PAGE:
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Definition of a Deficit:
A deficit is a shortage or deficiency, most often related to finances.
At the end of the first period, the home team had two goals and the visiting team had three. The home team's deficit is one goal. Households run a deficit if a household's expenses exceed its income. A company has a deficit if sales fail to meet its target. A surplus is the opposite of a deficit.
A country may have a trade deficit, meaning that its imports exceed its exports. When a government has a budget or fiscal deficit, its revenues (taxes) are less than government spending. A budget surplus exists when tax revenues exceed spending. Government spending is financed with a combination of collecting taxes, issuing debt, or printing money. Choosing how to pay for increased spending or a growing deficit is a dilemma. Raising taxes is unpopular and will likely slow economic growth. Printing money is inflationary, and issuing debt increases the government's interest expense and may crowd out business investment. Finally, governments may reduce their deficits by reducing spending, but doing so may prove to be political suicide because the recipients feel entitled to the money they have grown accustomed to receiving. Since 1970 the only period the US government had a surplus was from 1998 through 2001. Recently, financing the wars in Iraq and Afghanistan during a recession has pushed the US budget deficit to record levels. The graph below shows the rapid growth in government spending and the historic relationship between government spending and revenues.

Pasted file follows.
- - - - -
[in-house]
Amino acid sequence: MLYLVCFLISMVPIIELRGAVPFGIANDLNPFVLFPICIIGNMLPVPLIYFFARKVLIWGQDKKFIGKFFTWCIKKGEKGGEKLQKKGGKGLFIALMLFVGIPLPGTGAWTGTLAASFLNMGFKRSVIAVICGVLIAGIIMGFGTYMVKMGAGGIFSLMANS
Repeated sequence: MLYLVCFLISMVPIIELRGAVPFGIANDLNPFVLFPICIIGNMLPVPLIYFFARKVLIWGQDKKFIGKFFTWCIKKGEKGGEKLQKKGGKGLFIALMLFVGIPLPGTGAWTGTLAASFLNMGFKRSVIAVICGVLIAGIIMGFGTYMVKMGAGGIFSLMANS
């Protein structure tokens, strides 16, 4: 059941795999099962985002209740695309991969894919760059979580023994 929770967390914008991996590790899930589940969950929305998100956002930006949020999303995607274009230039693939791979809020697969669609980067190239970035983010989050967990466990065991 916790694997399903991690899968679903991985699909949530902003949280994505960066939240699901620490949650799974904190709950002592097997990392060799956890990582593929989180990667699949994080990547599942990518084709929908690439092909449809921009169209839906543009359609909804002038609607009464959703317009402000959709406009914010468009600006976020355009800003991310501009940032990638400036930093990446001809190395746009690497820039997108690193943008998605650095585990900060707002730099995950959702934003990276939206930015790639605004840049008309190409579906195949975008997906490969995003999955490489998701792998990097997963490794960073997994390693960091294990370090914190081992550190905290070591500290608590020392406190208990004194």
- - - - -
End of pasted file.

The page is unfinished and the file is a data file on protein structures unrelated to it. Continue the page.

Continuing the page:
Most economists agree that the United States must reduce its deficit.
They believe the costs of health care, social services, and military spending are too high. Knowing that spending is too high is easy. Reaching a consensus on how to reduce the deficit is the greater challenge because different ideologies influence our politicians' views of what services should be cut or who should pay a tax increase.
Dig Deeper With These Free Lessons:
Economics – Managing our Scarce Resources
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Marginal Analysis – How Decisions Are Made